Our Research

Current Research and Scholarly Interests

Vocal communication is a crucial source of social connection throughout the lifetime. However, individuals in several psychiatric and neurological populations often struggle to engage with the voices in their environment, which can negatively impact development and quality of life.

The goals of the Speech and Social Neuroscience Lab are to understand why some individuals struggle to engage with the vocal world around them and how this impacts their social skill and brain function, and to identify remediation strategies that may improve the quality of their social interactions. We also examine the link between voice processing and social function in neurotypical individuals.

Our research is grounded in several crucial aspects of voice processing: “What” is someone saying?; “Who” is speaking?; “How” does their voice sound when they are feeling a certain emotion? We then use functional brain imaging to examine whether the brains of these individuals process these vocal cues differently compared to neurotypical peers. Finally, we relate these neural measures of voice processing to broader social skills.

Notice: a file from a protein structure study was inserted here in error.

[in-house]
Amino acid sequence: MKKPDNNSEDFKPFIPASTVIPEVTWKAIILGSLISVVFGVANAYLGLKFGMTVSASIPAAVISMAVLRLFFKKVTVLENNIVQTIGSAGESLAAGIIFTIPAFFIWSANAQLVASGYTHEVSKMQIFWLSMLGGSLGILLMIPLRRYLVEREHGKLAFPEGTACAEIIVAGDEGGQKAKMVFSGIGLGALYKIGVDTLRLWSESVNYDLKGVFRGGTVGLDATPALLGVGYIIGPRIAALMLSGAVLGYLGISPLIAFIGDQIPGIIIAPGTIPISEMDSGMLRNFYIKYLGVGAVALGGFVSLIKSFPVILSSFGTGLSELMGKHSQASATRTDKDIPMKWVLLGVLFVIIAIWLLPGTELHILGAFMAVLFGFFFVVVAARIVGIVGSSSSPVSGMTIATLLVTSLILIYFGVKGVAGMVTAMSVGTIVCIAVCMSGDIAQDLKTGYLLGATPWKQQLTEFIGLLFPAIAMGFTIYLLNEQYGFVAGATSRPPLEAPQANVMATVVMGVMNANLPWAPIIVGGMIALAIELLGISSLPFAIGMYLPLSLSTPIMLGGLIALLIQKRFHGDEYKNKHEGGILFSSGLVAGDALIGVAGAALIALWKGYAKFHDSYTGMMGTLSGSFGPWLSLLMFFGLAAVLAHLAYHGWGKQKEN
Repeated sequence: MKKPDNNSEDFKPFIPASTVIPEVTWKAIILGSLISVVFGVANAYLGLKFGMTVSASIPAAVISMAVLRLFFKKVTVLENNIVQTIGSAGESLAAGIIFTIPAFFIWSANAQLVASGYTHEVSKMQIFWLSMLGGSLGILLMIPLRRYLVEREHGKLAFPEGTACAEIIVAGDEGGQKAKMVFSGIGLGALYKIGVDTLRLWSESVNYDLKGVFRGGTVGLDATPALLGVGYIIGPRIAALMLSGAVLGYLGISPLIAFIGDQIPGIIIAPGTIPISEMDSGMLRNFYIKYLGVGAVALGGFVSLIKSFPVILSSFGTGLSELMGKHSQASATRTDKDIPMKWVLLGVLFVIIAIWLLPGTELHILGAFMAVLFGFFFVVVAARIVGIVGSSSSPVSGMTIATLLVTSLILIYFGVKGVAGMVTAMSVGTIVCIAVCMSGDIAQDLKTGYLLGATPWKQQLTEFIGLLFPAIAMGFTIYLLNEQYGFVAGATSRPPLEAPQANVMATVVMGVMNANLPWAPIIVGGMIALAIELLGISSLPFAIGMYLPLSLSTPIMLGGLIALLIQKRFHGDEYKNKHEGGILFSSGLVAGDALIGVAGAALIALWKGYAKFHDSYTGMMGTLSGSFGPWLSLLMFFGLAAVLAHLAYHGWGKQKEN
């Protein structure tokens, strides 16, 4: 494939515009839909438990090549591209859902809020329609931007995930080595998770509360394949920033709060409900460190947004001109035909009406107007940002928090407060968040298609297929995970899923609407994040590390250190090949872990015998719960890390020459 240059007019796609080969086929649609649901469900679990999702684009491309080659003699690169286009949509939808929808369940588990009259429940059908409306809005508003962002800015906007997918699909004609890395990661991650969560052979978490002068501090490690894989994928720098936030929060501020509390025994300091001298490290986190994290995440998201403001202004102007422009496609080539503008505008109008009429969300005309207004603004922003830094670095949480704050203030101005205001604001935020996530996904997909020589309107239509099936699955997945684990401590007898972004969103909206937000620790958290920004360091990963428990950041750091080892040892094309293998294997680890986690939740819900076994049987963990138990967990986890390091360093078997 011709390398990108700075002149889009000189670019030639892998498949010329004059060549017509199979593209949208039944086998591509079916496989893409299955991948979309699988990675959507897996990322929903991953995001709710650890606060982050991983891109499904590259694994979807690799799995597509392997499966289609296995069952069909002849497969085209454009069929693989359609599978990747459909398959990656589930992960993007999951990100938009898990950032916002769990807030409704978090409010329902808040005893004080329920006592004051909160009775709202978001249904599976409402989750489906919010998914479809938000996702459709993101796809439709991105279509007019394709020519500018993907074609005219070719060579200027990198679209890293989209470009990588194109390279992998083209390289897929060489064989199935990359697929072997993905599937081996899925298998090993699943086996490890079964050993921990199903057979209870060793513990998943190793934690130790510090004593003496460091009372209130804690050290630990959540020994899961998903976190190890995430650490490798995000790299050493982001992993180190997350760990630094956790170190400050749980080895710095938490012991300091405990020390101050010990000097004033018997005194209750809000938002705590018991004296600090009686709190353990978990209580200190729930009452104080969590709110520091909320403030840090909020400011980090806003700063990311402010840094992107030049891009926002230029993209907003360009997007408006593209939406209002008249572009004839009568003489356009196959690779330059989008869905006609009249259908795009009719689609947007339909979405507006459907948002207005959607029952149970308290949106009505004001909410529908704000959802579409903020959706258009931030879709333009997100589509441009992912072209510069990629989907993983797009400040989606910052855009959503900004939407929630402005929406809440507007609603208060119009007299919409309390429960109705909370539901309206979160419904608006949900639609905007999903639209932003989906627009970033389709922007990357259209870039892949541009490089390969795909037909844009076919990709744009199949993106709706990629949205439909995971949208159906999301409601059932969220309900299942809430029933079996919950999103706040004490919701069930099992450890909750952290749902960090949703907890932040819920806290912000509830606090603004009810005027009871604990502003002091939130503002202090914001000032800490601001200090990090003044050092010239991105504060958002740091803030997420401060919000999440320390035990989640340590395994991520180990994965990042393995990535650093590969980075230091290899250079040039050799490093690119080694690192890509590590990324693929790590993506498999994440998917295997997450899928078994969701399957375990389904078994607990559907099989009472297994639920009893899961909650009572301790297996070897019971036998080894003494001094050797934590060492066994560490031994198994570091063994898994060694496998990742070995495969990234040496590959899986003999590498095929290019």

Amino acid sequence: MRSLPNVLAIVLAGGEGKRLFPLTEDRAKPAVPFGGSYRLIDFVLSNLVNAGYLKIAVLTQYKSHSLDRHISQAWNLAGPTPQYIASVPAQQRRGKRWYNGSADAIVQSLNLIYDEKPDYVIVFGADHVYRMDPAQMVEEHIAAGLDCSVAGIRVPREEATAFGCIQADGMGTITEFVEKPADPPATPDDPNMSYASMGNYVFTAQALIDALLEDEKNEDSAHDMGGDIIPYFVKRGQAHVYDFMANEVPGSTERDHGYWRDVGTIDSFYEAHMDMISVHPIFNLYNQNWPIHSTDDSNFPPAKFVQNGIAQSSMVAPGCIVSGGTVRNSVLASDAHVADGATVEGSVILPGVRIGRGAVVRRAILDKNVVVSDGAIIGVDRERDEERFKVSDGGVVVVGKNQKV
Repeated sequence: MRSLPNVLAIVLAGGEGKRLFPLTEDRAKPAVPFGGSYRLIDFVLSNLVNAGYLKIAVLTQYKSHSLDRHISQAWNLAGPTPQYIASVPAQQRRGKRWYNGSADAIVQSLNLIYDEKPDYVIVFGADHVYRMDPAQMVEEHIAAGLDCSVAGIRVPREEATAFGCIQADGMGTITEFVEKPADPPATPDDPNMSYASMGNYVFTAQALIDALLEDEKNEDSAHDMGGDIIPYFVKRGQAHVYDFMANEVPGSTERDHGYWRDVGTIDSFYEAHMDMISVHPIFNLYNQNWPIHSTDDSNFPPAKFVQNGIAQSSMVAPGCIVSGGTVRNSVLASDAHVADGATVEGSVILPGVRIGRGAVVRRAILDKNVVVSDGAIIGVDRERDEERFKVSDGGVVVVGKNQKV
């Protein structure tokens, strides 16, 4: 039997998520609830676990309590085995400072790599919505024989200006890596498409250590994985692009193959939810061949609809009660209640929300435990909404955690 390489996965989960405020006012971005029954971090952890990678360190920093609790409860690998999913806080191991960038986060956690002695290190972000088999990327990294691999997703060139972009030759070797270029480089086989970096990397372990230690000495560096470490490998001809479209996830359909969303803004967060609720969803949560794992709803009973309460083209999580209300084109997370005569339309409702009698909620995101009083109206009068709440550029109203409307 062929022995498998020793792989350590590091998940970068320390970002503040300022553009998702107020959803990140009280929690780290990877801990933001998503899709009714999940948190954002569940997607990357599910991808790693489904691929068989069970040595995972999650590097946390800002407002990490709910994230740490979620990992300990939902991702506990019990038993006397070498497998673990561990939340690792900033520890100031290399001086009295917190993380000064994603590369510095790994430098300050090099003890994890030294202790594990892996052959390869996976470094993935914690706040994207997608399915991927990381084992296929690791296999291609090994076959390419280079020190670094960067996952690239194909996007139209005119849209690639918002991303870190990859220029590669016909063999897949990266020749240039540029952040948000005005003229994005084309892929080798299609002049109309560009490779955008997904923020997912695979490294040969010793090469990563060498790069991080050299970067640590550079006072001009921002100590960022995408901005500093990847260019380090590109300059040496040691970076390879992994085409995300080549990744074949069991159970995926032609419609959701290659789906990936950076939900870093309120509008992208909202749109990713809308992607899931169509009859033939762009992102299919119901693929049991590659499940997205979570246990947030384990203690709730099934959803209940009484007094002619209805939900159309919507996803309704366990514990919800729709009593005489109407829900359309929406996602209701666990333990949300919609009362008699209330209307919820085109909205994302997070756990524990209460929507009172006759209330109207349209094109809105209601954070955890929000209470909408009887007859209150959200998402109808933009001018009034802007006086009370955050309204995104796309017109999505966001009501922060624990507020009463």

Our current research is focused on understanding the brain basis of speech comprehension and social function in two clinical populations: children with autism spectrum disorders (ASD) and older adults with Alzheimer’s disease (AD). 

Honors & Awards

Sex differences in voice processing systems in autism, Brain and Behavior Research Foundation (NARSAD) (2019–2021)
Connectivity of voice processing brain networks in female children with autism, Stanford Women and Sex Differences in Medicine (2017–2018)
CHRI Pilot Early Career Award, Lucile Packard Foundation for Children’s Health (2017)
K01 Research Scientist Development Award, NIMH, NIH/NIMH (2014-2017)
Postdoctoral National Research Service Award, NIH/NIDCD (2010-2012)
Independence Blue Cross Grant in Auditory Science Award, National Organization for Hearing Research Foundation (2006)
Research Training in Neuroscience, NIH/NIDCD (2002-2003)
Graduate Fellowship, Northwestern University (2000-2001)